The US election in on coming Tuesday
Phil Leeke is a Faculty Member at the University of Liverpool, English Language Centre
American Progress by John Gast
The Black Lives Matter movement in America has crystallized some of the key issues facing humanity concerning the kind of world we wish to inhabit. The facts of slavery in America are, in many ways, uniquely vile, and the racism and hatred that has galvanised the current movement passes through the echo chamber of history and is poorly understood by most white Americans and Europeans. I include myself in that assessment. To borrow from Arlie Hochschild (Strangers in their own Land) and in a different context, as a white person you need to climb over an empathy wall to understand it. Once you start reading history though, it is not actually so hard. It is just that the idea of America, which is repeatedly and endlessly white washed over everything, is spectacularly and totally false. A ‘veil’ to borrow from W.E.B Du Bois.
The 1872 painting American Progress by John Gast shows the new white settlers being led across the frontier by a floating woman in flowing white robes. She carries a school book and is stringing telegraph wire. As the light shines forth across the plains, indigenous people and buffalo scatter before the light like so many rats and cockroaches. The great coffee table book that is Democracy in American, the one that everybody dips into for a pithy quote, contains two essays that are in many ways more instructive than the main body of the text. In Two Weeks in the Wilderness and upon seeing a drunken ‘Indian’ who could be dying in the street, De Tocqueville notes how his American companions ‘acknowledged that the Indian would probably die but you could read this half-expressed thought on their lips: “What’s the life of an Indian worth?” That was the essential feeling of everybody’. De Tocqueville goes on to note that, ‘at the heart of this very civilized, prudish, pedantically moral and virtuous society, lay a completely insensitive attitude, a kind of cold and relentless selfishness when it came to the races of America’. That attitude for many white Americans, especially the ones in white pointy hats and red baseball caps, has hardly changed.
Examining the many hundreds of pictures of indigenous people in Edward Curtis’s somewhat artless The North American Indian, the gaze of the viewer is forced into a kind of inhuman, inhumane and anthropological ‘species interest’. They have been exterminated and are now being memorialised through the selective eyes of a white person. The taxonomic pathos of the photographs is unbearable. It is the sad, photographic equivalent of a lepidopterist’s pinning board. White America didn’t care about the ‘Injuns’ then, and it doesn’t care about them now. In respect to Covid, look at what has happened to the Navajo Nation. The ‘Indians’ were invisible to the Americans of the disappearing frontier. So, in Ralph Ellison’s seminal Invisible Man, are most African Americans. So, in Europe, are people in boats — ‘migrants’. They just wash up on the beaches with the flotsam of the tide. They have become an almost ‘natural’ phenomena. For those who want to insist on an artificial separation between American and European fascism, a quick viewing of those images should serve as a necessary corrective. Should he win, Trump’s America will be full of rancour, hatred and alarm. Walmart have already reduced access to their buckets of bullets and guns, as if expecting some kind of major civil unrest. If he wins. Or he if loses. Is such thinking really beyond the realm of possibility? I don’t imagine so. Before he died, Philip Roth said Trump spoke ‘jerkish’. The great American writer captured something there. And he’s spread that ‘jerkish’ across large parts of America who now also speak and think in it. Trump’s rally in Tulsa, the Art Deco city of race massacre, semaphored his real values to his followers. The Grand Old party is not so grand now. Decidedly tatty, in fact. Enabling and instigating. Enabling and instigating only itself though. Since Trump is the distraction through which McConnell pushes his horrendous agenda. If the Trump Presidency is seen as some kind of stress test for so called democratic institutions, then they have failed miserably.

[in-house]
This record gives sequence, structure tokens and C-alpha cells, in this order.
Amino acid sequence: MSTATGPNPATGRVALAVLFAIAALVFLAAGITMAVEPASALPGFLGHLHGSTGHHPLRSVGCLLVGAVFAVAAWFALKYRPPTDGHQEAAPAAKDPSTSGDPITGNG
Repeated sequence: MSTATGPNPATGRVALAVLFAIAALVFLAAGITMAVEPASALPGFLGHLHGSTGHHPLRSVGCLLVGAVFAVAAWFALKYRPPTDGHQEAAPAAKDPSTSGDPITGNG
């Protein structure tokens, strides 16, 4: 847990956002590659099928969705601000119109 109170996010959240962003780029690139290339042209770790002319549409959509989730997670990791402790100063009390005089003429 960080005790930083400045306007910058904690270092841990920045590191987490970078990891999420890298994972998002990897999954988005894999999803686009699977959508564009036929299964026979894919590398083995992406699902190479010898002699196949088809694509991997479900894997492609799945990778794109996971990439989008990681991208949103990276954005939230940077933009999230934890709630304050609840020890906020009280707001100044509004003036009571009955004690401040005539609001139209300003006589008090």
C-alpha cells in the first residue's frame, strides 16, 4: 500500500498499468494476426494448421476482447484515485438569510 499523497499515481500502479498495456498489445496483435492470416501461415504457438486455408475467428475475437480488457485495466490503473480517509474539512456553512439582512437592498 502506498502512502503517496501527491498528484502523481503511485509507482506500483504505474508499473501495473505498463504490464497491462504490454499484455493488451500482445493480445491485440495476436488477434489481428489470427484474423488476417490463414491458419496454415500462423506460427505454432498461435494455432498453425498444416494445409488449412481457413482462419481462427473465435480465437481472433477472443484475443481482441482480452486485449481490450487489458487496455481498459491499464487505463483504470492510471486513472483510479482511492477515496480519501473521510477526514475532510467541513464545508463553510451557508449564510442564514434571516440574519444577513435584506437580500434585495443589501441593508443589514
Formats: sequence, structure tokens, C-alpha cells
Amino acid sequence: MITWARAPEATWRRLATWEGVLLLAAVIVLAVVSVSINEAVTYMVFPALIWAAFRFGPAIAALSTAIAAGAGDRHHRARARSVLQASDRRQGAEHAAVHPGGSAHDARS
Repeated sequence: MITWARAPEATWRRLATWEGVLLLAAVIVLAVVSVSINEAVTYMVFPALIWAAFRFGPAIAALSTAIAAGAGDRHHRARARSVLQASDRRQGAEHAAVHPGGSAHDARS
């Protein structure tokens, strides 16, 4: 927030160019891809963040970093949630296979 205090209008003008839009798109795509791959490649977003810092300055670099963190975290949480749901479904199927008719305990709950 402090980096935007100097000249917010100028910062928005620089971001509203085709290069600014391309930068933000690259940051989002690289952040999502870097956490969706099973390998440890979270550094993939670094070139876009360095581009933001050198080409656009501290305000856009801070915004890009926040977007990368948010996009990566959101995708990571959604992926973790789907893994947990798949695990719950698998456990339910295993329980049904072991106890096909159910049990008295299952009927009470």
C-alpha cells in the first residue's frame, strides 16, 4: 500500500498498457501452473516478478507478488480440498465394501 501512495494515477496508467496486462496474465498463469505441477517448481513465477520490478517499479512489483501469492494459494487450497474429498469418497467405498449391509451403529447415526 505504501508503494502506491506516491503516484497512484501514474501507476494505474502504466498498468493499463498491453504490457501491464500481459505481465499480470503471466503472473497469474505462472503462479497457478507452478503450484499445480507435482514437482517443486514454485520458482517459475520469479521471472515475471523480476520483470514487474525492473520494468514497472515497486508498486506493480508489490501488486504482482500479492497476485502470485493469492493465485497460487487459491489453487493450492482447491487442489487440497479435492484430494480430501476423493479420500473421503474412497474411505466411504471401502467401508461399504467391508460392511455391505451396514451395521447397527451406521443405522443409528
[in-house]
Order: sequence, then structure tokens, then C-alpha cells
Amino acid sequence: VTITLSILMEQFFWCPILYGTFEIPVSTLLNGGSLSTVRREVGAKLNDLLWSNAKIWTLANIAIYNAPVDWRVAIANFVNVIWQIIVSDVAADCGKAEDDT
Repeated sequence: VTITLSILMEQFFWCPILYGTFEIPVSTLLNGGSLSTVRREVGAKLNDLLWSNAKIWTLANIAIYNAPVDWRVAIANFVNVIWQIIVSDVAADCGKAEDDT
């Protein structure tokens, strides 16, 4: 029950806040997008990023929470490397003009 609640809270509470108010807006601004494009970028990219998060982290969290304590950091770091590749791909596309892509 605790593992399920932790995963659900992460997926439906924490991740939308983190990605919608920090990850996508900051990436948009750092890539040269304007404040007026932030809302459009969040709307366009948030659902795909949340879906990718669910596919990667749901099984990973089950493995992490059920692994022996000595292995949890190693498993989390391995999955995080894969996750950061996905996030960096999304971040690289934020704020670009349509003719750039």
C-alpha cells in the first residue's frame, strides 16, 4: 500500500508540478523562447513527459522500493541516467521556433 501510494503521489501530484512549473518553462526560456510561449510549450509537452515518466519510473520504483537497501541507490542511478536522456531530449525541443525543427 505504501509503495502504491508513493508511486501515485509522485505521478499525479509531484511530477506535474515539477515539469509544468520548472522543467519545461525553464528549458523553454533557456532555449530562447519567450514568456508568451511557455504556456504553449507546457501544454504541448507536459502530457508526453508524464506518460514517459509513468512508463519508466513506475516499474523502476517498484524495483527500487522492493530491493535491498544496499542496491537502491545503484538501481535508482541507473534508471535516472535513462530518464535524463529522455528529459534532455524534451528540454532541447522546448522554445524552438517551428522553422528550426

To abuse Primo Levi, Trump’s ‘truths’ (Make/Keep America Great?) exalt Trump supporters by their splendour. They are convenient because they can be acquired gratis and without too much effort. For Levi, of course, these are exactly the types of ‘truths’ that should be rejected. An uncomplicated, ahistorical idea of America that finds a home on the shuttleboard courts of Florida and hobbles around in canary coloured golf carts. None of them are properly earned. Despite the ritual praise to freedom and American individualism, a Trump crowd is a sculpted thing: increasingly cultish, pearl clutching about socialism, while tootling along and booing in all the right places. Should Trump win, we must all find the strength to resist the type of intolerance, servitude and abuse that this extreme, nativist conception of America would continue to unleash.